¢  Fire fighters preparing to tackle the Marysville fire in 2009.

¢  V icForests staff at the ceremony.

Medal is an important public recognition of the sustained efforts made by VicForests staff during an exceptionally difficult period,” Minister Pulford said. “Thank you to all VicForests staff and their families. A long and intense fire season not only affects those with direct fire roles, but also those who maintain VicForests’ day-to-day operations.  My gratitude goes to all of you.” There are 33 current employees at VicForests who are skilled and trained in dealing with bushfires and every year they work together with the Country Fire Authority, DELWP and Parks Victoria to help minimise the risks and devastation that major bushfires bring with them. The Black Saturday bushfires were the worst in Australia’s history. Across Victoria, the Black Saturday Australian Forests & Timber News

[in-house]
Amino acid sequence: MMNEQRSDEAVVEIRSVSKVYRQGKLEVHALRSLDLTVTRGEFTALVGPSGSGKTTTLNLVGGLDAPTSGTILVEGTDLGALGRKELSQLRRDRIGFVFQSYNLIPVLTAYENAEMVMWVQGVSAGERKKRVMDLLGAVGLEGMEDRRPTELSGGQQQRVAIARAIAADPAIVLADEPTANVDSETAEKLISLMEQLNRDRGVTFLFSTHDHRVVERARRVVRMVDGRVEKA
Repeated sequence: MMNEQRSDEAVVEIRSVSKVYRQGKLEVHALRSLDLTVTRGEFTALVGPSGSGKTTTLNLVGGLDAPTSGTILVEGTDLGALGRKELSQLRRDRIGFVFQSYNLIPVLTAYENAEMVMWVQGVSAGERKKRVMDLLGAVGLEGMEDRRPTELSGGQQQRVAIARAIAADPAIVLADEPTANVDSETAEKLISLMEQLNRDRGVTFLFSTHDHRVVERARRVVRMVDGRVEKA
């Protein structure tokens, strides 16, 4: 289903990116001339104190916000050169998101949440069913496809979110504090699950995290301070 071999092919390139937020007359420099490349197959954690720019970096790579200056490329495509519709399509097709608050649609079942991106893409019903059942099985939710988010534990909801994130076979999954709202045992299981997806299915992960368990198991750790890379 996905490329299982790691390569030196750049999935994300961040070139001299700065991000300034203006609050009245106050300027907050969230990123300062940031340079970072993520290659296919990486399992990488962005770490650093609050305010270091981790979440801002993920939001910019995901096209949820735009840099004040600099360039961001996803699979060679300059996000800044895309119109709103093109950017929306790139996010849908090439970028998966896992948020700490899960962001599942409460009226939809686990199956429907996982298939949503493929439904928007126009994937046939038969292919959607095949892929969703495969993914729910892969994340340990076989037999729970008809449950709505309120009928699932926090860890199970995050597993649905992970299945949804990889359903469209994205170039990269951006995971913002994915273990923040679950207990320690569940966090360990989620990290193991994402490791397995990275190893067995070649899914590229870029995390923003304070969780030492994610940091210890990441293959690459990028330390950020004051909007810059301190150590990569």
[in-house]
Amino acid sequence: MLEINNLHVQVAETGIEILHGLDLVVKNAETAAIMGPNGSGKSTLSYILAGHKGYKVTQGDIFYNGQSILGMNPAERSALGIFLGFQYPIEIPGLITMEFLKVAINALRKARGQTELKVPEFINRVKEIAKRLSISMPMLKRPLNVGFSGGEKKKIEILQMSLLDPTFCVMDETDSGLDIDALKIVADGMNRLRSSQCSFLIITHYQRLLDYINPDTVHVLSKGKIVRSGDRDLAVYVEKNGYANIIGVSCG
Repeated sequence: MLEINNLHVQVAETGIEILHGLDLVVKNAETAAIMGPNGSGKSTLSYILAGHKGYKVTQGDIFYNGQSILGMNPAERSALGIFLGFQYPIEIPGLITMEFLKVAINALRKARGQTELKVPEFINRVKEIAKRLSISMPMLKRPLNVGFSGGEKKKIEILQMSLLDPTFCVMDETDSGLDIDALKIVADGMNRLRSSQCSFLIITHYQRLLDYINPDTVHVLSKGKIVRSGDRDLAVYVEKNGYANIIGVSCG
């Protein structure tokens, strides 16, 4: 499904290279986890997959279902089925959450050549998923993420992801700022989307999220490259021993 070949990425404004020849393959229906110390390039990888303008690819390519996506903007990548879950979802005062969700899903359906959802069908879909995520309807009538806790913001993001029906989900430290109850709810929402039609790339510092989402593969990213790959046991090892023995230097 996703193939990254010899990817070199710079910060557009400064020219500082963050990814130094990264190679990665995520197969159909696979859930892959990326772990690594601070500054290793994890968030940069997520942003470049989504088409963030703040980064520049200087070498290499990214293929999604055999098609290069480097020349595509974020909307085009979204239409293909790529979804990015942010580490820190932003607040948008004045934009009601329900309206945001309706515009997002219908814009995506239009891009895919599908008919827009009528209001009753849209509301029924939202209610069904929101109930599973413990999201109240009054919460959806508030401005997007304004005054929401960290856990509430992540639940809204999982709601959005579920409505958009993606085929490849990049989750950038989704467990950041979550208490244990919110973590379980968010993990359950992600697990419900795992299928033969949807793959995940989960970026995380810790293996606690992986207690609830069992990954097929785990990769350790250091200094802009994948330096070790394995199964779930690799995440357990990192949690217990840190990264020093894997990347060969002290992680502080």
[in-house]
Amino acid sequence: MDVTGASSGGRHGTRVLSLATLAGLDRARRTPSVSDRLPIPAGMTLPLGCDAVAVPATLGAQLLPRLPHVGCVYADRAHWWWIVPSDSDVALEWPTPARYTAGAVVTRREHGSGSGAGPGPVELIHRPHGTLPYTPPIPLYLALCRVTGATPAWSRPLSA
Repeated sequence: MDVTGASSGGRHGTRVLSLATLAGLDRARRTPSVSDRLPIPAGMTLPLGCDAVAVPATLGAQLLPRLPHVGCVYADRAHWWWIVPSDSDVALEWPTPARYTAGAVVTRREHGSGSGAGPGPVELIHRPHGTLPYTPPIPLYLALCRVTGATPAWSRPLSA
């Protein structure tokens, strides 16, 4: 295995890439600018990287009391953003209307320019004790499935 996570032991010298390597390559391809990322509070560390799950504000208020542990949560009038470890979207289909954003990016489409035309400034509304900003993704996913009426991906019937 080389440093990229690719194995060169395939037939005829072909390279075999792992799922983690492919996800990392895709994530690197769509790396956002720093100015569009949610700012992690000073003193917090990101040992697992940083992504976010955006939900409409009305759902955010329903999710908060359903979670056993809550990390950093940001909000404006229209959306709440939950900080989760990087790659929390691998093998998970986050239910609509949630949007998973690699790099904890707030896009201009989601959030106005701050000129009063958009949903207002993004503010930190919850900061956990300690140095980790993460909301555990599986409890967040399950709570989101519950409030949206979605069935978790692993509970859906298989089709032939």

fires took 173 lives, destroyed thousands of homes, and directly affected almost 80 communities and almost 430,000 hectares of land. The National Emergency Medal is an operational service medal which recognises significant or sustained service to others in a nationally significant emergency. VicForests staff members, past and present, who recieved a National Emergency Medal were: Paul Agterhuis, Jeremy Allen, James Anderson, Rebecca Bailey, Kim Barned, Judith Blakeney, Rhodey Bowman, Nicholas Bush, Peter Campbell, Dane Carozzi, Josh Chikuse, Marc Conte, Mark Crouch, Glenn Dooley, Patrick Dowling, Ben Drouyn, Peter Elms-Smith, Adam Green, Adam P Green, Michael Hansby, Leigh Hender,

November 2016

Tom Hill, Peter Jenkins, Matthew Kavanagh, Darrul Kennedy, Ian King, Paul Kneale, Constatine Kontos, Mikhail Leikin, Jarrod Logue, Basil Lyon, Ray Mackey, Hubert Mapleson, Fiona McDermott, Andrew McGuire, Graeme Mitchell, Liz Monea, JP Morice, Bryan Nicholson, Trevor Nicklen, Helen O’Brien, Stuart O’Brien, Emma Orgill, Quinton Pakan, David Pollock, David Potter, Ross Potter, Nigel Reid, Bernard Robb, Ross Runnalls, Craig Rutherford, Michael Ryan, Tim Sanders, Peter Scales, Jason Schaefer, Daniel Sedunary, Mark Shepard, Leigh Smith, Charles Stansfield, Andrew Stanton, Paul Sund, Col Tutty, Rodney Walker, Gregory West, Vincent White.



Mechanical trials for another tool in forest management By Senator Anne Ruston Assistant Minister for Agriculture and Water Resources


Industry News Anytime, Anywhere, Anyhow.